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  • Ralph Malaiakini and Peter Hanchett
  • Benjamin Kalama and Patrick Woesner
  • Scott Moorman

Real Names: Peter Hanchett, Benjamin Kalama, Ralph Malaiakini, Scott Moorman and Patrick Woesner
Nicknames: No Known Nicknames
Location: Hana, Hawaii
Date: February 11, 1979

BioEdit

Occupation: Unrevealed
Date of Birth: Unrevealed
Height: Unrevealed
Weight: Unrevealed
Marital Status: Unrevealed
Characteristics: Unrevealed

20140127-002525

Sarah Joe

CaseEdit

Details: On the afternoon of February 11, 1979, Peter Hanchett, Benjamin Kalama, Ralph Malaiakini, Scott Moorman and Patrick Woesner set sail from Maui, Hawaii for a pleasant fishing trip off a seventeen-foot Boston whaler called the Sarah Joe. They had a good day at start, but the wind picked up and a storm came in. Peter's father, John Hanchett, grew concerned and went out into the middle of the storm to look for them. After several hours, he went back without finding any traces of the boat. The next day, he was joined by marine biologist John Naughton; again, they came up empty. On the third day, Captain Jim Cushman of the Coast Guard continued the search for the Sarah Joe by helicopter and ship. Five days later, the search was officially suspended; a total of seventy-three thousand miles had been searched. No trace of the Sarah Joe or the five men was found.
On September 9, 1988, John Naughton was on a wildlife expedition to a deserted atoll called Taongi approximately 2000 miles from Maui, a part of the Marshall Islands, when he discovered a small boat washed onshore. Based on looking at the boat, he could tell it was registered in Hawaii. Several feet from the boat, he found a shallow grave with a human jawbone protruding from a pile of rocks.
The Coast Guard linked the boat to the Sarah Joe and dental records proved the jawbone was part of the remains of Scott Moorman, one of the missing Sarah Joe fishermen. It is entirely possible that the boat made it to the island within three months, but the problem is that a Government survey of the island six years previously would have found the boat and remains on the island. Were the other four men lost at sea during the interim and arrived after the expedition or did someone arrive on the island to leave the boat and Moorman's remains?
A possible clue rests on the island. Moorman's jawbone had been buried with an unbound stack of papers 3/4 inches by 3/4 inches alternated by slips of tin foil material between the pages. The cryptic papers may be part of a Chinese burial ritual representing money and fortune in the next life. Known as Joss paper or "Ghost Money," gold and silver foil such as the ones inside the papers also represent money or good fortune for the dead to bring with them into the next life.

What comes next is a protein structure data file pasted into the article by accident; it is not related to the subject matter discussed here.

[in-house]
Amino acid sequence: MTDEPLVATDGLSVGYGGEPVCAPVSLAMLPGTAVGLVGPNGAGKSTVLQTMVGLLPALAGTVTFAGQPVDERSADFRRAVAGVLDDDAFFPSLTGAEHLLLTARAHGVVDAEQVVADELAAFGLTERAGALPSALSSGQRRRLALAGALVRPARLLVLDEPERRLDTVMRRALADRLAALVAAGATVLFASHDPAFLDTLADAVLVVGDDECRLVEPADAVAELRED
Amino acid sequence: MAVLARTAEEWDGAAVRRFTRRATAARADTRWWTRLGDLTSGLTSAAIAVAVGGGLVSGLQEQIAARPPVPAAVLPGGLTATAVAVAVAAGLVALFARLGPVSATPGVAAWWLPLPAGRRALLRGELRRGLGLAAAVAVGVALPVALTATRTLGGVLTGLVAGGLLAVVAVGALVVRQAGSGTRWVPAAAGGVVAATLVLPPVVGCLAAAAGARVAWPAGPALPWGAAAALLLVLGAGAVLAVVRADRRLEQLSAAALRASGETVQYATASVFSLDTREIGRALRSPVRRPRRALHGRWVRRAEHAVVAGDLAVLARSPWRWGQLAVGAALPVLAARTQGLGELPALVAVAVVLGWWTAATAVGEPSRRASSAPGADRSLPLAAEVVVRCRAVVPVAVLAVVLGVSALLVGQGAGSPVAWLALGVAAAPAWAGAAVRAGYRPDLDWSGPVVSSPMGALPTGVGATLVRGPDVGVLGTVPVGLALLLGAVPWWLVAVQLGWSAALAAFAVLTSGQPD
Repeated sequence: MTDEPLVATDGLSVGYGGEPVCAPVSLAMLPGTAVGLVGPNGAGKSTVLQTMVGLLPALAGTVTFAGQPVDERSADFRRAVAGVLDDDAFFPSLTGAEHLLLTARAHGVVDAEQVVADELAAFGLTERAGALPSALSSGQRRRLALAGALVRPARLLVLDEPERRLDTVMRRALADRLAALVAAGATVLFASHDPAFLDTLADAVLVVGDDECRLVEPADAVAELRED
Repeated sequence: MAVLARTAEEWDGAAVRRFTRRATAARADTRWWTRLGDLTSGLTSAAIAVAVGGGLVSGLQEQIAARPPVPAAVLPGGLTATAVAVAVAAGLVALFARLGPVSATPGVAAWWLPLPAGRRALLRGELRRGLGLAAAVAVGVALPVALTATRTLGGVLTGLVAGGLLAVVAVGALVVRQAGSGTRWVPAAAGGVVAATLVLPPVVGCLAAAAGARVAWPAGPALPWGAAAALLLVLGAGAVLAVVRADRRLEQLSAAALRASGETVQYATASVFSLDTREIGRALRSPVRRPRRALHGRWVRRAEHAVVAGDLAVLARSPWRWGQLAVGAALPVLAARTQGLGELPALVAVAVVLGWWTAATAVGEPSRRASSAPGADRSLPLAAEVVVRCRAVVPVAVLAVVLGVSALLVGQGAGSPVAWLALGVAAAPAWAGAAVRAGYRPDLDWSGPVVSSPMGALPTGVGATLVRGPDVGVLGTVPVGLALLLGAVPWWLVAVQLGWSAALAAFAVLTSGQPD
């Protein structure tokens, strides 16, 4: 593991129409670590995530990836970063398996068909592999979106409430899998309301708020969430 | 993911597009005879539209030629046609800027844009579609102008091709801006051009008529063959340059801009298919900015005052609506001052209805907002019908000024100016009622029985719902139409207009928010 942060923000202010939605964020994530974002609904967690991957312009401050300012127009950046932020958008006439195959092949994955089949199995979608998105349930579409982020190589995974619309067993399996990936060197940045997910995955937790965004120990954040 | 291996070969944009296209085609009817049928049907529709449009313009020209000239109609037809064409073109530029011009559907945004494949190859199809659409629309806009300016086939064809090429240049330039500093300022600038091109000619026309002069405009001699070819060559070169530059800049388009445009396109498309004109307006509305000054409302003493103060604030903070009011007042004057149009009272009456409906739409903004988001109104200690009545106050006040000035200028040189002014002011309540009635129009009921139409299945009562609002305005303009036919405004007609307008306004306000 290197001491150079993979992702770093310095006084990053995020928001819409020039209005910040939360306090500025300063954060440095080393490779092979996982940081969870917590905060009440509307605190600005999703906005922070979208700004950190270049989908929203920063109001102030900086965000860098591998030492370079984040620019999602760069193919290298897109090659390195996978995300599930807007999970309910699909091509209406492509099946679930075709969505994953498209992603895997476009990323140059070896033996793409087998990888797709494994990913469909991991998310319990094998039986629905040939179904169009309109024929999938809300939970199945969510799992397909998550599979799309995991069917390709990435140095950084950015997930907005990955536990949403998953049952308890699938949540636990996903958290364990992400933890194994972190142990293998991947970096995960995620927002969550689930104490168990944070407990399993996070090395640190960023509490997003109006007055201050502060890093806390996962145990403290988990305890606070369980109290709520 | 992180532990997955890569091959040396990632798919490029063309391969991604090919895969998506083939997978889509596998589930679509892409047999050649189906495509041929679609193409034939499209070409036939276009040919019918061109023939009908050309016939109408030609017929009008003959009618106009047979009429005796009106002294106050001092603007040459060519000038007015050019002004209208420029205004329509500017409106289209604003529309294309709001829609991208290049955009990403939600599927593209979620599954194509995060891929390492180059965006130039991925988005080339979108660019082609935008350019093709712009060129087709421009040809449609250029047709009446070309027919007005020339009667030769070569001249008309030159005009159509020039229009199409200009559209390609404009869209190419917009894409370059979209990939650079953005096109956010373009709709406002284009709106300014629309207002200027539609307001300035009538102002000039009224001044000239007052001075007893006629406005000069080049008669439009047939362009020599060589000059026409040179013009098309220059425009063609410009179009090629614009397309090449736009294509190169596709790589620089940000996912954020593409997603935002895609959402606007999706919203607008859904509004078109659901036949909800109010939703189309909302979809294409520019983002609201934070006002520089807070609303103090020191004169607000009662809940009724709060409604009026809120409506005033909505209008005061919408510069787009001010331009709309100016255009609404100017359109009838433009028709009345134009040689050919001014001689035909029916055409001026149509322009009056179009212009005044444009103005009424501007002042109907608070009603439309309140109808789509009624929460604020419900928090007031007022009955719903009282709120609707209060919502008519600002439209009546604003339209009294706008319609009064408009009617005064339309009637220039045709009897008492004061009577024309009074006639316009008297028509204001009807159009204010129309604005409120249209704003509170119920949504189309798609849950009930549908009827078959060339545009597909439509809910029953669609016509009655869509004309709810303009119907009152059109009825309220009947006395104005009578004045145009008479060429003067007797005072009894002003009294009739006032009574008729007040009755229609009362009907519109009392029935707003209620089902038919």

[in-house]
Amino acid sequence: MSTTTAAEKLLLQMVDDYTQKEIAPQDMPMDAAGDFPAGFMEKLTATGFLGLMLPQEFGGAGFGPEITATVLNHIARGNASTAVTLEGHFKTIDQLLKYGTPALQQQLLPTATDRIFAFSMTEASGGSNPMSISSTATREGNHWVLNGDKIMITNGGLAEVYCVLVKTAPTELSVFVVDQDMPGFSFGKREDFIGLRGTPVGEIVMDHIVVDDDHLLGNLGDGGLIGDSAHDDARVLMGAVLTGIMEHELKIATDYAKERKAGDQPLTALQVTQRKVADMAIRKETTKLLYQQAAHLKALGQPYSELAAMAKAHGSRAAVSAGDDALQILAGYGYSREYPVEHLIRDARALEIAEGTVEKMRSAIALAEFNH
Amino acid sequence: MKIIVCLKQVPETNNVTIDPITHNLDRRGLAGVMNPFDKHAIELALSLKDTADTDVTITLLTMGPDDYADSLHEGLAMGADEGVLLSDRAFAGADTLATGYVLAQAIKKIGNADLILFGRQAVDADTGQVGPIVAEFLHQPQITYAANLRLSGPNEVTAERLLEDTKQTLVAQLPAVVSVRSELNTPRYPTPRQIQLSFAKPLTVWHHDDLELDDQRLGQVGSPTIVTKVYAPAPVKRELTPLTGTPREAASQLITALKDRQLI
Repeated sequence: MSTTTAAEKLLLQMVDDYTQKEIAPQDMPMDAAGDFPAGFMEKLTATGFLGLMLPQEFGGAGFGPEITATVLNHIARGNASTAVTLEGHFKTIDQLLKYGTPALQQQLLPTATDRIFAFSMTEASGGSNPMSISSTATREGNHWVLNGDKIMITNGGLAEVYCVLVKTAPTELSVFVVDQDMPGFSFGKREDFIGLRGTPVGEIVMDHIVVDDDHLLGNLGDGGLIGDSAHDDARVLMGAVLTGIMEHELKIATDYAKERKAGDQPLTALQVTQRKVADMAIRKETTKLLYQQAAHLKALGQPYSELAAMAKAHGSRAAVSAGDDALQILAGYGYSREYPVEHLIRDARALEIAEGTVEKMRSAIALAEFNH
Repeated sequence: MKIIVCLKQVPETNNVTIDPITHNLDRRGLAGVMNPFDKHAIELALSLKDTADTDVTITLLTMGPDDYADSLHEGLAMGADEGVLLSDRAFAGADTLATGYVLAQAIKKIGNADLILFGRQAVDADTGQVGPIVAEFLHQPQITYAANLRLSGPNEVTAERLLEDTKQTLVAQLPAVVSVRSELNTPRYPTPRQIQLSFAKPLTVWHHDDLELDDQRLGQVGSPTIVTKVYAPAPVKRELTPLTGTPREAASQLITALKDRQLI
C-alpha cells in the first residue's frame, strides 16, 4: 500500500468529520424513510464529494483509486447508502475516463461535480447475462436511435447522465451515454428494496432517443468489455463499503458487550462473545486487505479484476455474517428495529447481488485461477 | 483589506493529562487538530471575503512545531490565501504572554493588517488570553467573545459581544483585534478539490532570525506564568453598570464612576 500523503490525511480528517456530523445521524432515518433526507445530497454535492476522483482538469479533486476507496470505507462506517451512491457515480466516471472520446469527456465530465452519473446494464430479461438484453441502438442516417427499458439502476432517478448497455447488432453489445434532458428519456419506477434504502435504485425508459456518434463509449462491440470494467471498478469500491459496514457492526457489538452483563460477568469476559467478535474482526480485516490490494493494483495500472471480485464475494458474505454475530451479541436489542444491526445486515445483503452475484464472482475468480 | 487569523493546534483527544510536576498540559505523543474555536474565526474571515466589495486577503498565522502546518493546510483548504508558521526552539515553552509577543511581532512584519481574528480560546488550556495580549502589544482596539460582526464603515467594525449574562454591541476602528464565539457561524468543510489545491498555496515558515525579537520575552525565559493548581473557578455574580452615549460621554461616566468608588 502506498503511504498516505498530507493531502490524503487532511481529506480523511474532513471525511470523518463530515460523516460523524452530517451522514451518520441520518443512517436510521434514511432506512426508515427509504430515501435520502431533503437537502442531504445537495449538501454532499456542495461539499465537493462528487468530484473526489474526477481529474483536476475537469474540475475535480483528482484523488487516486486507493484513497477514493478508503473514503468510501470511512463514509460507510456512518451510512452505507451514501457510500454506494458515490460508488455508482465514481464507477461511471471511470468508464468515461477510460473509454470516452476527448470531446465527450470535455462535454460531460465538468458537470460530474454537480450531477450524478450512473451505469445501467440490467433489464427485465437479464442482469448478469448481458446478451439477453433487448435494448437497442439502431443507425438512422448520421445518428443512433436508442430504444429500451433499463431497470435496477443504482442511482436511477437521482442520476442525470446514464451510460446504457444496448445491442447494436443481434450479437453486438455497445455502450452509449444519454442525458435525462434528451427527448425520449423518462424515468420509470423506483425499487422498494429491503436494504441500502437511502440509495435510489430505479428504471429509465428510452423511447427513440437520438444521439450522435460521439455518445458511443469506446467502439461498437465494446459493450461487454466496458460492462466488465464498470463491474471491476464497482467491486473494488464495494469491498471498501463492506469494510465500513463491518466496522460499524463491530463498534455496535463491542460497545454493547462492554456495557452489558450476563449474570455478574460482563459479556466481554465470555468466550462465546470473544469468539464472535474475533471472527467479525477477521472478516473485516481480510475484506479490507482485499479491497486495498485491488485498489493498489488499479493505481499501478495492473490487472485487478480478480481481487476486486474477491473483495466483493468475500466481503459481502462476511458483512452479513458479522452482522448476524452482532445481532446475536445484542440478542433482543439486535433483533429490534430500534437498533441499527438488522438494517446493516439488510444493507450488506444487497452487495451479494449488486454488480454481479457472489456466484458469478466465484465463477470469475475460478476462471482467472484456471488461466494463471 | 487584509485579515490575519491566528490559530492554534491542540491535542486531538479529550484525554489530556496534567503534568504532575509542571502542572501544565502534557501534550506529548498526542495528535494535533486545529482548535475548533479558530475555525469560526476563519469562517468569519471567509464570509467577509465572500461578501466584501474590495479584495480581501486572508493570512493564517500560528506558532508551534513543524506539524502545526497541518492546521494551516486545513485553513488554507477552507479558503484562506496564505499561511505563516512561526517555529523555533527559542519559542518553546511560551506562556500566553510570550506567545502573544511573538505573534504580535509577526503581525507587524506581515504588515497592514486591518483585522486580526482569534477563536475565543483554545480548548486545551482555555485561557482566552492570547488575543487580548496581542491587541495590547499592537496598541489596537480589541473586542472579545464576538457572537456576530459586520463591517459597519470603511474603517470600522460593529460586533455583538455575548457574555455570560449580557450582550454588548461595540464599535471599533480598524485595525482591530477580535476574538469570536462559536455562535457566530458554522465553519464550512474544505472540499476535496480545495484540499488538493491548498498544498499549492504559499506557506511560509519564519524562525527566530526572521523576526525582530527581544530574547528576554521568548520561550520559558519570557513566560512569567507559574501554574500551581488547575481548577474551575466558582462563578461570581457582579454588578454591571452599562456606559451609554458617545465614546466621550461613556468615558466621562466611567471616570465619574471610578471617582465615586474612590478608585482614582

Suspects: None; foul play is not suspected in their disappearances.
Extra Notes: This case first aired on the October 11, 1989 episode.
Results: Unresolved. The family hired private investigator Steve Goodenow to look into the loss of the crew. He took a team to Taongi and discovered a new "handful" of Scott Moorman's bones near the original grave. Drivers also found the boat's engine's wedged underwater in nearby coral.
Given the narrow channel between the reefs and islands, it is unlikely the boat could have reached the Taongi lagoon without human interference. Goodenow hypothesized that Chinese fisherman found Moorman's body and buried him; he further theorized that fisherman did not report the incident since they had been fishing in the area illegally. Robert Malaiakini, brother of missing crew member Ralph Malaiakini, thinks that Moorman tied himself to the boat to weather the storm; he doubts that anyone from the Sarah Joe could have survived the storm and 2,200-mile journey to Taongi.
Memorial plaques to commemorate the crew were installed on the Taongi atoll and in Hana Bay.
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